I do love the sound of squeeze-boxes but my motivation for playing a concertina is probably not as strong as others here. I am principally an acapella singer. The instruments are just to provide some variation in my performance. I'm not really keen on guitars (not trad enough) and although I could use the mandolin for English folk it's currently earmarked for an Old Time repertoire (a work in progress).

 

Until recently my total song repertoire was about 200 but maintenance was too much of an overhead and I never got the chance to sing them all anyway, so I cut back to about 100. 30 of these are with the Crane, though I've probably had a go at twice that number at one time or another. Maybe 100 is still OTT. I suspect a lot of professional singers maintain a current repertoire nearer 20.

 

(Edited to remove unintended smiley!)

Edited by frogspawn
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You definately should try to switch to Hayden (try an Elise if you can) - it is uncompared for such singing accompaniment, mostly because you don't have to think about chords - every single type looks exactly the same, so ompah rhytms are as easy as on accordion and generally chord accompaniment is as easy as on a guitar. I'm guessing that most of your 1,300 hours was spent on memorizing the layout and shapes of different chords and that most mistakes you make is hitting the chromatic keys which are not part of a key you play in (on the left side)?

 

I understand, that it is hard to switch after so many ears, but you should keep in mind two things:

 

1) some concertina skills are universal regardles of the exact type of box you play (e.g. bellows control is different only on an Anglo; forearm muscles training for staccato (you lift your fingers to make staccato not press the buttons for this effect) will not fade out etc..)

 

2) after initial confusion on the new layout, Hayden is very (and I mean like "OMG that is so easy") intuitive and straightforward when it comes to chord playing.

 

Try it, even if won't stick to it you'll have a comparison which may give you a new look on what you should practice more.

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You definately should try to switch to Hayden (try an Elise if you can) - it is uncompared for such singing accompaniment, mostly because you don't have to think about chords - every single type looks exactly the same, so ompah rhytms are as easy as on accordion and generally chord accompaniment is as easy as on a guitar. I'm guessing that most of your 1,300 hours was spent on memorizing the layout and shapes of different chords and that most mistakes you make is hitting the chromatic keys which are not part of a key you play in (on the left side)?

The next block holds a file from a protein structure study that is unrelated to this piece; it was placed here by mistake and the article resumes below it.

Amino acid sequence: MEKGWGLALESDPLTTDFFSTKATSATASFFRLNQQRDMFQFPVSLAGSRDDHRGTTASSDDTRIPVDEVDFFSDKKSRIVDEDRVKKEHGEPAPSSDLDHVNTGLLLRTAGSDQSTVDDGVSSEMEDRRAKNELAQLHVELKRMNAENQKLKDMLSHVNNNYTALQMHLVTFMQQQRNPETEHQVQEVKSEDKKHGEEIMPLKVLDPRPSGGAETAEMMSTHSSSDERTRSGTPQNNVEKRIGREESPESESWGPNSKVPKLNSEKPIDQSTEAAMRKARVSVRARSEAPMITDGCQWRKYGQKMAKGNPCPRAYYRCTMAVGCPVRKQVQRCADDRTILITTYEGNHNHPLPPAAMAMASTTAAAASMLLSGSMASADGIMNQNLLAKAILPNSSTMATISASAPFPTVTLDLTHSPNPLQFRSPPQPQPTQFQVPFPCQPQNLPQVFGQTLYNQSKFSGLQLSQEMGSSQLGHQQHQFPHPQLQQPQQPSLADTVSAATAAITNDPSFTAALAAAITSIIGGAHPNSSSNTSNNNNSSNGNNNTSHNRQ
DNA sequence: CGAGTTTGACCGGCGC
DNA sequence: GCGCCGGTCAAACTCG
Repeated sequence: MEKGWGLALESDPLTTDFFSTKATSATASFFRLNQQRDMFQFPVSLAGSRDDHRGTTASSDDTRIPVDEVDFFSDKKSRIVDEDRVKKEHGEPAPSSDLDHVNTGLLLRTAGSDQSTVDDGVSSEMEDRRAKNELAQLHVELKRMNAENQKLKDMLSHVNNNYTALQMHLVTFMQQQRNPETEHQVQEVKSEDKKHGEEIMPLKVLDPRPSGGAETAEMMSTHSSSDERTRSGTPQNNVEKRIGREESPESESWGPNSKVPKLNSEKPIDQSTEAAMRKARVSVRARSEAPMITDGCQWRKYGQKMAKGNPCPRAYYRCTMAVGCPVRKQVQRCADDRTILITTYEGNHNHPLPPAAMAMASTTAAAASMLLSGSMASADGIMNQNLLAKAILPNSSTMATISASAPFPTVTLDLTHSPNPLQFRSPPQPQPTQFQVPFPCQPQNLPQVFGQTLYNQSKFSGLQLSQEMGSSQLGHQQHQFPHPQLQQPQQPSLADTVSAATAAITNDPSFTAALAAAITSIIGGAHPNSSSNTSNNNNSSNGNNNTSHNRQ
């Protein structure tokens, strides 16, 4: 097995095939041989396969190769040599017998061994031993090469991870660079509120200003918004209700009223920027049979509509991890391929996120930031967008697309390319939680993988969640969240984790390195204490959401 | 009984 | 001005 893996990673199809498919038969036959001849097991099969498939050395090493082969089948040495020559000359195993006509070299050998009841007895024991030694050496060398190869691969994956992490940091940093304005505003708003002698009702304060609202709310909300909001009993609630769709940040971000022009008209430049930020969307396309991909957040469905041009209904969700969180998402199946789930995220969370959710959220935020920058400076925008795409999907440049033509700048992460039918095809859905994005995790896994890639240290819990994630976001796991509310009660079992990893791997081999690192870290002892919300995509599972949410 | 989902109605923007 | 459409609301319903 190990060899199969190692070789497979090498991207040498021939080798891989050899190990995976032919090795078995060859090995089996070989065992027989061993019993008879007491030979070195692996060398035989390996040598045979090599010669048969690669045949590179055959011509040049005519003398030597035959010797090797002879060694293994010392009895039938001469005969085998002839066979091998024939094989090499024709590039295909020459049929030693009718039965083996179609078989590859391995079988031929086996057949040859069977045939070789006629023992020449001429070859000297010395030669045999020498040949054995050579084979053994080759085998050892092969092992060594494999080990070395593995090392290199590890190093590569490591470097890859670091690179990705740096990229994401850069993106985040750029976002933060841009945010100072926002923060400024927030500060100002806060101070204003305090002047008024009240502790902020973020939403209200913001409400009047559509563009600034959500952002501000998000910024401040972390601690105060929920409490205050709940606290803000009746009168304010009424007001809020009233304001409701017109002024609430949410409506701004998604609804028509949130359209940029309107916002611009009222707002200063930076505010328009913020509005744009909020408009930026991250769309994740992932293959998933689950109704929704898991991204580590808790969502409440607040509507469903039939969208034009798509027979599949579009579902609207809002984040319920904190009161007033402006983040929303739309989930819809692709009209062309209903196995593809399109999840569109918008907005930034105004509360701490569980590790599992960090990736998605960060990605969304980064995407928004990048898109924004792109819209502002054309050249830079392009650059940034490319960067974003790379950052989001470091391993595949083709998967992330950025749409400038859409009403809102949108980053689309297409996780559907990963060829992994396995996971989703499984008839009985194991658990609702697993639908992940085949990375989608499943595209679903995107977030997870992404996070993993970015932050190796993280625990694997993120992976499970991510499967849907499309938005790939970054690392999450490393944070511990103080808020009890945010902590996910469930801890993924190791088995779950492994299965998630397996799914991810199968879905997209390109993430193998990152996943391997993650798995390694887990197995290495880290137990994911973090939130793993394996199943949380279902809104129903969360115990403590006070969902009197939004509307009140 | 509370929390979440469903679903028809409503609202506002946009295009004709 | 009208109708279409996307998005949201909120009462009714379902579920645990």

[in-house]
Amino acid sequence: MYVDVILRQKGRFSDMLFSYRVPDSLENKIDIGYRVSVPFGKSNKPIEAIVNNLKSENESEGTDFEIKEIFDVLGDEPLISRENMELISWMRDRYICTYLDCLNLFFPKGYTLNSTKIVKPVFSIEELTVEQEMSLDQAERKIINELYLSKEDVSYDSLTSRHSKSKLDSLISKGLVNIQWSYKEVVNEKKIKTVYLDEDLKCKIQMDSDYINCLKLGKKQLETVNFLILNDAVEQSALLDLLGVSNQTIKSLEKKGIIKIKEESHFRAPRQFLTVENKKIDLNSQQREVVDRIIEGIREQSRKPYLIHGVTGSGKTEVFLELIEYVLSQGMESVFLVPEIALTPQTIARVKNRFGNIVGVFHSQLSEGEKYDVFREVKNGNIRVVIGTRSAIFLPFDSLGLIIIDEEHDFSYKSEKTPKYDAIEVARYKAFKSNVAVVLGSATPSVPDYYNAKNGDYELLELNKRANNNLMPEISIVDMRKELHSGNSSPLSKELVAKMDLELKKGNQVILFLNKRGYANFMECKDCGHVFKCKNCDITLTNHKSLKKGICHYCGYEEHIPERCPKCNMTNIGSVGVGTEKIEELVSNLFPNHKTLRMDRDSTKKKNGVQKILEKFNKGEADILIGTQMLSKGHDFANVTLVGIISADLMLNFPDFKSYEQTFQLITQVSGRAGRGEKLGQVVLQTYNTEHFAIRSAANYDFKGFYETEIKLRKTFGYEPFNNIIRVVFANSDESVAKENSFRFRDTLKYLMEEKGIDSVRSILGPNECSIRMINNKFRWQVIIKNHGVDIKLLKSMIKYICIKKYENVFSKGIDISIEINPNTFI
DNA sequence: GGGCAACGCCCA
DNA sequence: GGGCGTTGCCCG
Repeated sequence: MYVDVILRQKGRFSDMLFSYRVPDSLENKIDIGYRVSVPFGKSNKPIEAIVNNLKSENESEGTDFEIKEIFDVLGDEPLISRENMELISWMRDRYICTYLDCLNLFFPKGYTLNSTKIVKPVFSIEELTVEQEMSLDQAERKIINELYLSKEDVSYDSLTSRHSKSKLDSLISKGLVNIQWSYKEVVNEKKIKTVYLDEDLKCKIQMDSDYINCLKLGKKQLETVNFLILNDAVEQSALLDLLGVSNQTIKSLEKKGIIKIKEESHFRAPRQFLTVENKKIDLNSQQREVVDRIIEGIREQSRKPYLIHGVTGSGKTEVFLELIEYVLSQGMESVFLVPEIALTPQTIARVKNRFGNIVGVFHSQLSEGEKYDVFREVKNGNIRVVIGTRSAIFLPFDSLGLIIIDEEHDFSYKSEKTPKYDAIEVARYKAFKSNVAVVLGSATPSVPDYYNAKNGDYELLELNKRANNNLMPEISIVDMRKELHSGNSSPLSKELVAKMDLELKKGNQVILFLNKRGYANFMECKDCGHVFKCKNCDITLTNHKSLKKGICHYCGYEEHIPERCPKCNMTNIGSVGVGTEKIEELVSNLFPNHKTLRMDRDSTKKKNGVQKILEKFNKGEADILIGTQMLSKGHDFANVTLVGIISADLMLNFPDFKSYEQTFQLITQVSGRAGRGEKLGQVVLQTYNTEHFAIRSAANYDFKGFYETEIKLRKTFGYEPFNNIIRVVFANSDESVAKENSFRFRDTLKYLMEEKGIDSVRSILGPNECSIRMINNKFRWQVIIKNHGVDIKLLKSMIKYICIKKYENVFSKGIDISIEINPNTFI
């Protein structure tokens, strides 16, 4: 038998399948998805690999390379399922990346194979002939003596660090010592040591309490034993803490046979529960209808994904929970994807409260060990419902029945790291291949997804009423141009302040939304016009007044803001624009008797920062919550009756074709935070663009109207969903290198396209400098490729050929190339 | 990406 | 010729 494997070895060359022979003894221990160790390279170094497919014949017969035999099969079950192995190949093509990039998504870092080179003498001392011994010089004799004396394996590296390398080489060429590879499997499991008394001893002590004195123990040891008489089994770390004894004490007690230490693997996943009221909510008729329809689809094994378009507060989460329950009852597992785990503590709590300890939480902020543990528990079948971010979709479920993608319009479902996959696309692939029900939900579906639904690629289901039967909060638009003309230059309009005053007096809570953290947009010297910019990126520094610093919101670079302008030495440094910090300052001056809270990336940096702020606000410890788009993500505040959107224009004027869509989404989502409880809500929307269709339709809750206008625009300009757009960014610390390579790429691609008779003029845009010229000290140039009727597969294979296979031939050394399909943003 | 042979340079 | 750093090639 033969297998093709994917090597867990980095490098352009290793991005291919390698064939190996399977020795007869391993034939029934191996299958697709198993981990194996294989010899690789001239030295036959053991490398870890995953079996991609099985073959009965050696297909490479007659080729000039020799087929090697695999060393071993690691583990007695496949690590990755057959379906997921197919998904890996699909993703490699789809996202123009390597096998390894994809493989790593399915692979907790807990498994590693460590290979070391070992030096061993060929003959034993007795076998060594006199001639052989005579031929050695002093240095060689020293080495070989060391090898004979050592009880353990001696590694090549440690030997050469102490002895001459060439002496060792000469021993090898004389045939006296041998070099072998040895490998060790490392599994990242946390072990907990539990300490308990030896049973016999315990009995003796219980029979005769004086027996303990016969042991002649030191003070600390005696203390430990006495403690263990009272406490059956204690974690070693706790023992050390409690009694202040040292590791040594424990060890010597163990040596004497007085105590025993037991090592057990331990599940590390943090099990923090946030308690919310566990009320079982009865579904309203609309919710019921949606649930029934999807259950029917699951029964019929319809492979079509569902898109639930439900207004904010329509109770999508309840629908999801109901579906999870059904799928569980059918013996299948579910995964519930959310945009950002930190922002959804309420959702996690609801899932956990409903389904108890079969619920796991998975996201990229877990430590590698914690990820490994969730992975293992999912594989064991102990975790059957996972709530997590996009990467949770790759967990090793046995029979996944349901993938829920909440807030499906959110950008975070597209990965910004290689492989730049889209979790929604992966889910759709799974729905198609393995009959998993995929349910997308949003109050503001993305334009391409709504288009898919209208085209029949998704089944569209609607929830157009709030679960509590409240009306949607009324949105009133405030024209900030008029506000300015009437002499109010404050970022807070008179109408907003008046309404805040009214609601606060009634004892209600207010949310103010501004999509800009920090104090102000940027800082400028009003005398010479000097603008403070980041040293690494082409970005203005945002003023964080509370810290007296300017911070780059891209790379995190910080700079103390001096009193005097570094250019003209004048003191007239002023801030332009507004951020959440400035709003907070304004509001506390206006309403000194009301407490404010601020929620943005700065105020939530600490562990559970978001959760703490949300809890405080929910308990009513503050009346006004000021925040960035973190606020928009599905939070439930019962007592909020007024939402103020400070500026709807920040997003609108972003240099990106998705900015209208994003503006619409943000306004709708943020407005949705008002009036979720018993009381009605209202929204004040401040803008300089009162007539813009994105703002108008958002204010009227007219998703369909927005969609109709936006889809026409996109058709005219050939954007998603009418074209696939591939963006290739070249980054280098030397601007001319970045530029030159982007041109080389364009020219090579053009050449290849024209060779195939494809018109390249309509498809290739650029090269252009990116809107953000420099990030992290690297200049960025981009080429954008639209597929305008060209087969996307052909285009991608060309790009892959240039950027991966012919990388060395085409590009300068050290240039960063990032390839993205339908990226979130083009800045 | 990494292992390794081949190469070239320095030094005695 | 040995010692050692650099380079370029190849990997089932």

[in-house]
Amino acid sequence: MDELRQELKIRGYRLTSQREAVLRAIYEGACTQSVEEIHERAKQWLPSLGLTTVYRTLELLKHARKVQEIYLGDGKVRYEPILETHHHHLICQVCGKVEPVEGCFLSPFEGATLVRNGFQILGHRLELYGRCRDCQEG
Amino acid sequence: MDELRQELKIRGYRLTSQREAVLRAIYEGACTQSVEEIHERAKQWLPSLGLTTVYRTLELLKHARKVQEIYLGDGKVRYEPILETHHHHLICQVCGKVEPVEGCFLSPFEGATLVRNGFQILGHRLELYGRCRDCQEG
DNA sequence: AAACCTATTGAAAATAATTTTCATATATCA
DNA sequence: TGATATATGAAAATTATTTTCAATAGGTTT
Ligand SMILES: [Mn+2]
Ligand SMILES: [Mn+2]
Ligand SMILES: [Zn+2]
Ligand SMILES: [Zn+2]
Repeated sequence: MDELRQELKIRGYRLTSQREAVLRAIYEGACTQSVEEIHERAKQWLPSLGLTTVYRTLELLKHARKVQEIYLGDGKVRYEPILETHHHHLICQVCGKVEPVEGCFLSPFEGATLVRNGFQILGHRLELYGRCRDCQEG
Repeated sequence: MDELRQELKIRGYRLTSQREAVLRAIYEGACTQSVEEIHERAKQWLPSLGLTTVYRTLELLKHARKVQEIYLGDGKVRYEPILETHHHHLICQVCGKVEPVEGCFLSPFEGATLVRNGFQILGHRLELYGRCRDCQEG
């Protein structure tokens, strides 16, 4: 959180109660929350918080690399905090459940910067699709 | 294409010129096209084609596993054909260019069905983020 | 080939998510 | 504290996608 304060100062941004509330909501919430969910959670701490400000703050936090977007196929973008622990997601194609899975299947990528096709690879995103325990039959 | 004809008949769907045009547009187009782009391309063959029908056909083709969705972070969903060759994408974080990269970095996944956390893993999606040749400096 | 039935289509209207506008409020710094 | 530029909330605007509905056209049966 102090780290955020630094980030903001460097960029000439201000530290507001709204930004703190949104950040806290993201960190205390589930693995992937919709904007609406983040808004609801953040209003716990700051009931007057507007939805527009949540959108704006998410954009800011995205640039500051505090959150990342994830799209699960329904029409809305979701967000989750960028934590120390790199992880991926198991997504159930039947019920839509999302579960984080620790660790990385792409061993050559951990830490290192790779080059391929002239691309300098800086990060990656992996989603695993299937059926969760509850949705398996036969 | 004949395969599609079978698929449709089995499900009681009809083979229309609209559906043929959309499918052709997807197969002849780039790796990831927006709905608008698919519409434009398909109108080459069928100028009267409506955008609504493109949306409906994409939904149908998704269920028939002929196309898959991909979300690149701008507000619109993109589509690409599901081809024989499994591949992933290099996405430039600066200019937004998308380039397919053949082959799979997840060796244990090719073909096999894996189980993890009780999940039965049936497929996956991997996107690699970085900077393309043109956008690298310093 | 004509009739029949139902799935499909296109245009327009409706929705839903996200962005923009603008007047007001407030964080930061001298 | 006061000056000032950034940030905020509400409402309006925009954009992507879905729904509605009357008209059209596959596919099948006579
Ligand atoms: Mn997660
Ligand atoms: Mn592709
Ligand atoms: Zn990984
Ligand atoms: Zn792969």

I understand, that it is hard to switch after so many ears, but you should keep in mind two things:

 

1) some concertina skills are universal regardles of the exact type of box you play (e.g. bellows control is different only on an Anglo; forearm muscles training for staccato (you lift your fingers to make staccato not press the buttons for this effect) will not fade out etc..)

 

2) after initial confusion on the new layout, Hayden is very (and I mean like "OMG that is so easy") intuitive and straightforward when it comes to chord playing.

 

Try it, even if won't stick to it you'll have a comparison which may give you a new look on what you should practice more.

Chords aren't really a problem. Most of my songs are in C and the C, F and G chords have the same shape.

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Richard, No need to describe your Youtube performance as 'rough and ready'. The Concertina is a rough and ready little instrument and I thought your contribution was entirely appropriate. I enjoyed it.

 

That's very generous. What I meant was that I haven't tried to give an optimum impression. I can do better and I can do worse!

 

I made this recording this morning and it was my fourth take. I didn't really go wrong with the concertina, just with the words. I put that down to nerves. Being conscious of the recorder (a Zoom H2) is worse than a live audience.

 

Now I've got the hang of creating Youtube videos from audio files I might make and post some other recordings.